Twice in the past three years, as the wheels left the tarmac, the plane took off and so did I.
To a new city, to a new job, a new place, friends, struggles, and adventures–that’s where I was going. The first time, I packed a bag and the day after college graduation, flew out to a new life on the west coast. In the young hours of the morning as my classmates were stumbling back home from celebrating our accomplishments as students, I was waiting for my flight. A quiet, empty departure terminal early in the morning is a place ripe for second guessing and the decision to take a job on the other side of the country was either an accomplishment I should be celebrating too, or a mistake of a severity I hadn’t yet discovered.
The second time was an out-of-the blue offer to take a job at a tech startup in New York City. I had been out west for a year and was just settling in but it was an opportunity that I couldn’t pass up. As over the PA, “Flight 132 to Newark International, Final Boarding Call” echoed through the empty terminal, I pulled myself out of the cold and uncomfortable seat to find my place on a one-way flight to a scary new city. Again.
You hear it in different ways. “He’s never been the same since his dad took off.” Or, “Her career really took off when she cracked into the local business development community.” Part of taking off means leaving something behind and if not done right can be really hurtful. But in a lot of ways, to start something new you have to leave things behind. You have to end relationships, sell off belongings that you value, and walk away from the impression you’ve left on people (which you use to identify your personality). But that process creates an experience which will strongly define you.
Sometimes to really take off, you need to take off.
It doesn’t need to be as drastic as packing your life in to a bag and moving to NYC, but many things in our life we hold on to because we’re afraid of taking off and leaving those comforts behind. It’s a combination of our habits, our friends, our homes–the environment we find ourselves in every minute of our life–that are the factors which either help our lives take off and soar or hold us back from what we want to become.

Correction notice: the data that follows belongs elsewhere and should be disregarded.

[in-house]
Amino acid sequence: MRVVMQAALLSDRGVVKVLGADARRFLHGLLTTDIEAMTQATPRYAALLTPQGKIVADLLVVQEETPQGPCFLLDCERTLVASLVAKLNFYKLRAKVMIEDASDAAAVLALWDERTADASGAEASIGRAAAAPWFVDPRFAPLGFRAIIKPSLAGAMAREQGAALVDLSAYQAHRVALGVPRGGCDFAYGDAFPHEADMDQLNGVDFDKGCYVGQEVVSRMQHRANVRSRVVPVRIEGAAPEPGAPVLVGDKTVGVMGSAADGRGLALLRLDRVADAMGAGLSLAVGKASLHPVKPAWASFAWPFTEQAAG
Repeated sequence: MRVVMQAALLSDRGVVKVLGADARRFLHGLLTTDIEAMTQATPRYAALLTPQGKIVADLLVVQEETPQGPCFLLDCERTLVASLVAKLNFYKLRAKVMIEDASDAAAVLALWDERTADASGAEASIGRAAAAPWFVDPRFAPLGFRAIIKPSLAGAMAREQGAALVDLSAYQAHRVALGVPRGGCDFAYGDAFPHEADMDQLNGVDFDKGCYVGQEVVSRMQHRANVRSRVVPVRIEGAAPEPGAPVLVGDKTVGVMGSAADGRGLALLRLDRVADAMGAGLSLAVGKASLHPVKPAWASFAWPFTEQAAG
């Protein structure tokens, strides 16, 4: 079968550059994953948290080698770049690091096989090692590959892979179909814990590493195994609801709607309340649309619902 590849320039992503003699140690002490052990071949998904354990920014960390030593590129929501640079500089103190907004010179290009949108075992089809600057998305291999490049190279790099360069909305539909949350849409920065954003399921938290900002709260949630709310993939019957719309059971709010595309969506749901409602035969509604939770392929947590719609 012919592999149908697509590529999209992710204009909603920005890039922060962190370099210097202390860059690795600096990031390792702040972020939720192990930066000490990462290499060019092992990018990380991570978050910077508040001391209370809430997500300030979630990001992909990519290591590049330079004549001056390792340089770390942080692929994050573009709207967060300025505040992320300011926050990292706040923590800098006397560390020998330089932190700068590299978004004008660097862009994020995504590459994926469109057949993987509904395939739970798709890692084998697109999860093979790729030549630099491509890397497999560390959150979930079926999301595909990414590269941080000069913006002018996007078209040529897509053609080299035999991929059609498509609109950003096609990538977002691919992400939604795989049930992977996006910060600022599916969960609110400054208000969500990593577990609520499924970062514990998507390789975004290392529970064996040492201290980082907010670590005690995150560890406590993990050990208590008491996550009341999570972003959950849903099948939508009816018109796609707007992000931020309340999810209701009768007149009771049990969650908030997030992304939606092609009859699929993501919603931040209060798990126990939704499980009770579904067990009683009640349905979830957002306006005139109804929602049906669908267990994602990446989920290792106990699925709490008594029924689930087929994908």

Piece by piece, we are choosing the shape of our lives. We often settle at “good” because the steps to “great” aren’t easy. Being in constant search of great things means walking away from good things. To take off from something doesn’t mean running away and leaving people hurt. And wanting things to take off is not selfish. When set with the right morals, taking off means that you can bring people with you and have a higher platform for which you can help build people up.
There is some risk involved with taking off. You risk leaving behind something great. You risk friendships that you may not find again. You can be risking your reputation and setting yourself up for failure. But in my case, I’ve found that those fears are mostly unfounded. When you go on a new adventure, your family will still be there to support you. Your friends will change over time, but so will you, and it’s more than likely that you’ll both have changed for the better and can still find a place in each other’s lives. As my plane approached Newark Airport, the New York City was reflecting gold in the sun. It was beautiful and daunting. More than anything, fear pulsed through me. I was afraid of what I would become if I couldn’t make it in the Big City. I was scared that if I couldn’t make it here, people’s perception of me would be different and even worse, my perception of myself would fall. That’s the risk but the rewards are even better.
You’ll be fine taking off and more than likely, your life will take off because of what you chose to leave behind in seeking something greater.